Can Someone Else Use My Google Analytics Tag to Corrupt My Data?
The answer: Yes. If you have your Google Analytics Tag pasted into the <head> of you’re your documents then your Google Analytics tag is publicly available to view (and use — hopefully no one would feel the need to though). When on a website, you can “right click” on the page and click “view page source.” From there, many times you will see the Google Analytics tag of the website in the beginning <head> tag (see image below). Notice that the Google Analytics Property ID of this website is marked out in red, but it is viewable to the public.
The next image is another example.
So what is stopping someone from using your Tag? Nothing really. Hopefully some common decency and the fact that our world is always pushing for better, cleaner, more reliable data. But why not safeguard you GA Account just to be safe? It will only take a few minutes and the next section will walk you through how to do it.
Step by Step Instructions: How to Protect Your GA Data From Getting Corrupted
Go to your Google analytics account and navigate to your “Admin” tab.
Click “All Filters” under you account section (image below). This will ensure your entire account is protected because we are going to set a filter to say we only want to accept data if it is coming from “our, my, your” domain.
Note: If you want to test this filter out before applying it at the Account level, you can follow these same steps but instead apply this filter to a “Testing View.” If you already have a View you can test, you can just select that view in our last step so just keep following along. If you do not have a “Testing View,” on the far right side of the screen/image below, you can see the “Views” section and you can create a testing view and click on “Filter” in the “View Section” and apply these same steps.
After clicking “All Filters” (or “Filter at the “View” level), you will see all of your filters if you have created any before. Below you can see that we have our filter highlighted in yellow that is already created with a “Filter Name,” Set to “Include” traffic from our website, and it is applied to “4 views” because we currently have 4 different views. Let’s walk through the steps to set that up (quick and easy).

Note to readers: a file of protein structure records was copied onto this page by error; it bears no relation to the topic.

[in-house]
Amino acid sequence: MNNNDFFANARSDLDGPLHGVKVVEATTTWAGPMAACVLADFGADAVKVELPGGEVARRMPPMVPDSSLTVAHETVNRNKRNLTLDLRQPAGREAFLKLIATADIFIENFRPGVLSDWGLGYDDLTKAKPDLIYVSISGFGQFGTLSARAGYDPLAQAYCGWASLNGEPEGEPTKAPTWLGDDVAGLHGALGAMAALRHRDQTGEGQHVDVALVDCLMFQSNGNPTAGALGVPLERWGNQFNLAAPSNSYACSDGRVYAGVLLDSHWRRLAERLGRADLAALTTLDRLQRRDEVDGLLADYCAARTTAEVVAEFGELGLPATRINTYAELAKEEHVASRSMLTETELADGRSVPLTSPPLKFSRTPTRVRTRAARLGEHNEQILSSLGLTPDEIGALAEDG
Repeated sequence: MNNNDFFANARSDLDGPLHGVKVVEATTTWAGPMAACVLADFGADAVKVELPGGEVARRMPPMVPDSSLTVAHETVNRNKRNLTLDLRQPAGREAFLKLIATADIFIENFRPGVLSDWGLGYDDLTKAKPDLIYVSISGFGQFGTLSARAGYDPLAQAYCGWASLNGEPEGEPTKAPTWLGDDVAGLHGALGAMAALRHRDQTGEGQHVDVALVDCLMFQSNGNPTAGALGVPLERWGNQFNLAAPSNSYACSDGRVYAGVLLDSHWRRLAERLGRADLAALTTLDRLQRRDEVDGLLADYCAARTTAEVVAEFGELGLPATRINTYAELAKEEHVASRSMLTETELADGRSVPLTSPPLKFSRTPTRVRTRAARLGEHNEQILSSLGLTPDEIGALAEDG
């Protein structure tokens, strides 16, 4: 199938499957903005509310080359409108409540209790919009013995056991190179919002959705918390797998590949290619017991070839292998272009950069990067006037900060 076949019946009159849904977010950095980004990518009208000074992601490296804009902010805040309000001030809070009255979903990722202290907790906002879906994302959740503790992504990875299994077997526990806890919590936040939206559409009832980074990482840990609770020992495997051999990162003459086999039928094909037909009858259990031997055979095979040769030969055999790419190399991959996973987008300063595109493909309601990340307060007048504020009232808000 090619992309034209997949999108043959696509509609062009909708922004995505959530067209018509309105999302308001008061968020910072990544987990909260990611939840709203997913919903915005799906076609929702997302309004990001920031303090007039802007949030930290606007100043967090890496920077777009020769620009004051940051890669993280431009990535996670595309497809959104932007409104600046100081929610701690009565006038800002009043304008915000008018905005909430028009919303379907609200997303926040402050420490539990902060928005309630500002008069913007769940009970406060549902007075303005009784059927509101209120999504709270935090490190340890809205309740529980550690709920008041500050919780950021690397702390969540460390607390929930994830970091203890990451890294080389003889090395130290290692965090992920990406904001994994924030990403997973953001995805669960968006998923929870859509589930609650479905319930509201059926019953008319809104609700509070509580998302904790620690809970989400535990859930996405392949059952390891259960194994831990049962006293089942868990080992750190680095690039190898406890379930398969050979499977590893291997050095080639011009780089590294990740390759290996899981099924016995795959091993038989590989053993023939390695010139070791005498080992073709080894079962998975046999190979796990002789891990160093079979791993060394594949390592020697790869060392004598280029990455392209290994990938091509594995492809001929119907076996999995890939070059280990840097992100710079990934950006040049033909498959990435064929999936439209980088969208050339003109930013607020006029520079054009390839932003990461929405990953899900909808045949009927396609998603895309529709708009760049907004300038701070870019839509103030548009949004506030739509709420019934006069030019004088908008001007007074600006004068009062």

- Click “Add Filter.”
- Give your filter a name
- Set “Filter Type” to “Custom”
- Where there is “Bubble Selectors” for “Exclude” and “Include — Select “Include”
- On the Filter Field, click the dropdown arrow and select “Hostname”
- For “Filter Pattern” — add your domain name “example\.com”
- NOTE: Be sure to include the “forward slash” “\'” before the period/dot on your “dot-com” etc.
Scroll to the bottom of the page/screen. You will see the “Views” that you can apply this filter to. Select each view you want to include and click “add.”
You will see your views move over into the “Selected Views” box and then click “Save.”
After that, you can test to make sure your filter is working by asking someone to use your tag to manipulate you data…. Just kidding. Although you really could. We suggest to at least go to your website, ensure that you turn off your Opt-Out Extension, and test your “Real Time” reports in Google Analytics. This will give you the assurance that you did not accidentally filter your web traffic out of GA and that the filter is set up correctly.
Near the top left of your screen, hover over the “clock icon,” click “Real Time” and then click on “Overview.”
Whatever page of your website you are on, you should see that page under the “Top Active Pages” section (highlighted yellow in the image below). You can navigate multiple pages to see the pages change in real time to ensure it is you that is showing in this report.
That’s all there is to it!
We hope you found this helpful and that you can put this to use to better ensure that you account’s data is safe.